suggest that it emerges as the metropolitan hybrid. The book addresses feminists, philosophers, critics, and interventionist intellectuals, as they unite and divide. It ranges from Kant's analytic of the sublime to child labor in Bangladesh. Throughout, the notion of a Third World interloper as the pure victim of a colonialist oppressor emerges as sharply suspect: the mud we sling at certain seemingly overbearing ancestors such as Marx and Kant may be the very ground we stand on.A major critical work, Spivak's book redefines and repositions the postcolonial critic, leading her through transnational cultural studies into considerations of globality.
Gayatri Spivak: A Critique of Postcolonial Reason
In A Critique of Postcolonial Reason: Toward a History of the Vanishing Present published 11 years after the publication of “Can the Subaltern Speak?”, Spivak’s primary concern is still focused on the problem of postcolonial subjectivity. The remarkable change in her subjects b/w these two writings is the transition from the subaltern to what she calls “native informant.” While the subaltern is referring to a site of intersection/concentration of various oppressions (from Indian nationalism, patriarchal social hierarchy, caste system, imperialism, etc.), native informant is defined by its being foreclosedness, or defined by its (im)possibility to be defined/identified. She borrows Lacan’s definition of foreclosure: “what has been foreclosed from the Symbolic reappears in the Real.(5)” Note that the Symbolic and the Real are neither ordered in sequence in Lacanian psychoanalysis nor does the “reappearance” mean the reappearance of the same. In other words, because the return of the repressed can be possible only after two (psychological) processes of repression and return in the unconscious realm, the marking of the return of the native informant is enabled only through a particular kind of reading which inevitably involves “mistakes (49).” One primary way of this kind of reading is related to “denegation (59)”. In order to read the traces of native informant, denegation takes a radically different stance from Hegelian dialectics. If, in Hegelian dialectics, every event is subsumed, through the process of sublation, by a teleological and thus developmental logic, in denegation, affirmation and negation are co-present without being synthesized because unconscious denial is always masked by conscious acceptance (or vice versa) and denegation is a kind of un-negation that affirms rather than negates negation. Therefore, reading from the (im)possible perspective of native informant is to recognize and (re)inscribe the foreclosed subject and the foreclosing moment. In other words, we (literary scholars) can only access to “the real” by reading the traumatic experiences of the native informant which arises from arising from holes of the Real. Why is, then, the native informant given a privileged position in Spivak’s theory? According to her hypothesis, native informant functions as an expelled (foreclosed) subject in western modern philosophy whose erasure surreptitiously facilitates (self-)identification of western modern subject. Spivak’s implication is that, just as ethnographic studies has been haunted by dilemmatic relationship b/w observer-native informant (subject vs. non-subject/ enlightened vs. not-yetenlightened) in order to produce any kind of meaningful explanation, not only European but also third world nationalists’ ways of recording history have been contaminated by (complicitous with) a tendency (Anlarge) arising from this foreclosure, which in turn drives philosophical, historical, cultural domination of west over east (which later evolved to north over south). Spivak’s reading of Kant, Hegel, Marx shows how the seemingly “innocent” texts conspire with imperial desire. Her reading consists of mainly two parts; first, she locates a deconstructive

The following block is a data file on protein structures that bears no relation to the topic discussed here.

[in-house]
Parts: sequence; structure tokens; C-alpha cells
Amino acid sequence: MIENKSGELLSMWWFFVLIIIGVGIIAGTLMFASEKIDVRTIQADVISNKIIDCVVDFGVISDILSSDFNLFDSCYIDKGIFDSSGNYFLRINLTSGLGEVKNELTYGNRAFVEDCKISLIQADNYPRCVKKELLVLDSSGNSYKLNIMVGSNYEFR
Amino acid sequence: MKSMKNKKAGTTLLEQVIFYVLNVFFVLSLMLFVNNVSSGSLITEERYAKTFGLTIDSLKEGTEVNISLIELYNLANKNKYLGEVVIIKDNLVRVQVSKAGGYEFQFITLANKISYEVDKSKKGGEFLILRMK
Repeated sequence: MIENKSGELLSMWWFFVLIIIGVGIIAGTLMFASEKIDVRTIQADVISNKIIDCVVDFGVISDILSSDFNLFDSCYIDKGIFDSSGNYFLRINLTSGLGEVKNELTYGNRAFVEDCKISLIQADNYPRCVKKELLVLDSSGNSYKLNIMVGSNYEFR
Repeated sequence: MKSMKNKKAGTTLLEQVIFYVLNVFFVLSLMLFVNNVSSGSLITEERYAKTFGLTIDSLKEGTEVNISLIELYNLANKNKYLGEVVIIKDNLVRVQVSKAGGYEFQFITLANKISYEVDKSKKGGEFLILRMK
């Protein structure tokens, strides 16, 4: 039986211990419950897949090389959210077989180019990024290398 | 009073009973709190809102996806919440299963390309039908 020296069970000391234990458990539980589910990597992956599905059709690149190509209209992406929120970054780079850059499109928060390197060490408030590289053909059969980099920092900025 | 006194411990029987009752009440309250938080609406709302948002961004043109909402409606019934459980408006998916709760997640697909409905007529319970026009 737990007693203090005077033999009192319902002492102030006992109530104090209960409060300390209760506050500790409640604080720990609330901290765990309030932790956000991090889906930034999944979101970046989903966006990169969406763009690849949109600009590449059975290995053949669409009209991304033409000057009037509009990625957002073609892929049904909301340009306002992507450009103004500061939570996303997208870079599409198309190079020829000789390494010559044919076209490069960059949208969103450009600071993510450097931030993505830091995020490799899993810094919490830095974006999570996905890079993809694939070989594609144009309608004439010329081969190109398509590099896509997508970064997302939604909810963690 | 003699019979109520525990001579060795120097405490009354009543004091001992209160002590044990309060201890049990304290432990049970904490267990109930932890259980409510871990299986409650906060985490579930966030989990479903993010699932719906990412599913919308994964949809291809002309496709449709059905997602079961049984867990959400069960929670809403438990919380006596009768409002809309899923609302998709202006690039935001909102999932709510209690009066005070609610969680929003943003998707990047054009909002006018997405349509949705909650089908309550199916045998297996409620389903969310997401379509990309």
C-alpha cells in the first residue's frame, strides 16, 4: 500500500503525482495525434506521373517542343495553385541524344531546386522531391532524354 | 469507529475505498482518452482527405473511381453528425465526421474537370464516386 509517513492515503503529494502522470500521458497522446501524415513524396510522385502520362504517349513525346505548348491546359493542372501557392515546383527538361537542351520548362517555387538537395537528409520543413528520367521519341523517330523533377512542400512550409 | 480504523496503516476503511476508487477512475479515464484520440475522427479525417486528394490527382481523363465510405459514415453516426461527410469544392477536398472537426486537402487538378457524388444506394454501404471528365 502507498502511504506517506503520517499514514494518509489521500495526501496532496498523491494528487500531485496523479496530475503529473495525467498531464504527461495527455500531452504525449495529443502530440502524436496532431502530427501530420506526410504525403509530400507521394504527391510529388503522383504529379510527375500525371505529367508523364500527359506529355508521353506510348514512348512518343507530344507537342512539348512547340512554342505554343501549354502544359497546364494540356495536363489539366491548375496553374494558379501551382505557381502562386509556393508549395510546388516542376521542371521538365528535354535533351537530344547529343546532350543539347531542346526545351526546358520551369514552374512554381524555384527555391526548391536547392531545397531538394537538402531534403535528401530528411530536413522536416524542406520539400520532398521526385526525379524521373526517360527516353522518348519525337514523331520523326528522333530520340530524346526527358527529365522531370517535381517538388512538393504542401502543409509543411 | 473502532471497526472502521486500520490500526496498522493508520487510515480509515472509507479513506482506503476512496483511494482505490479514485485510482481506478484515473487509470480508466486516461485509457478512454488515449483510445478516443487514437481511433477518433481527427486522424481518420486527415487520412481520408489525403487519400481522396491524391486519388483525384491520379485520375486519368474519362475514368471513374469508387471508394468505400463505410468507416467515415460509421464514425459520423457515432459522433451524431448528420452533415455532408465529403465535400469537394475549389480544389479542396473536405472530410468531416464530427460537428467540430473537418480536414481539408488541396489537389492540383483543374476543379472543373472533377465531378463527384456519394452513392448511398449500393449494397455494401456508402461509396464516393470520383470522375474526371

moment in each text (this aporetic moment has been indicated by other scholars such as De Man, Balibar); second, she connects up the aporia with the moment of foreclosure of “native informant.” By so doing, she demonstrates that the three representative figures of “reason” surreptitiously subscribe to “imperial” ((in her words, postcolonial) reason and that, furthermore, the “native informant” is structurally and systematically situated in a geopolitically (spatial) and historically (temporal) differentiated imperial (non-)place in their philosophies. The below quote summarizes her project: The possibility of the production of the native informant by way of the colonial/postcolonial route … is lodged in the fact that, for the real needs of imperialism, the in-choate in-fans aboriginal para-subject cannot be theorized as functionally completely frozen in a world where teleology is schematized into geo-graphy (writing the world). This limited access to beinghuman is the itinerary of the native informant into the post-colonial, which remains unrecognized through the various transformations of the discussions of both ethics and ethnicity. (30) In a sense, she pits an ethnographic reading (with which she aligns literary reading) against philosophical coherence (here coherence is maintained by supplimentarity). However, her “ethnographic” reading seems to be motivated by her scholarly ambition to bridge or penetrate different and disparate stages of the postcolonial era—namely the imperial age (enlightenment), the age of independence and nationalism and the post-Fordist age (globalization). If what she is trying to do is to construct a kind of continuity b/w these stages, then my simple and Foucauldian questions is: what kinds of discontinuities, transformations, changes took place during the postcolonial era?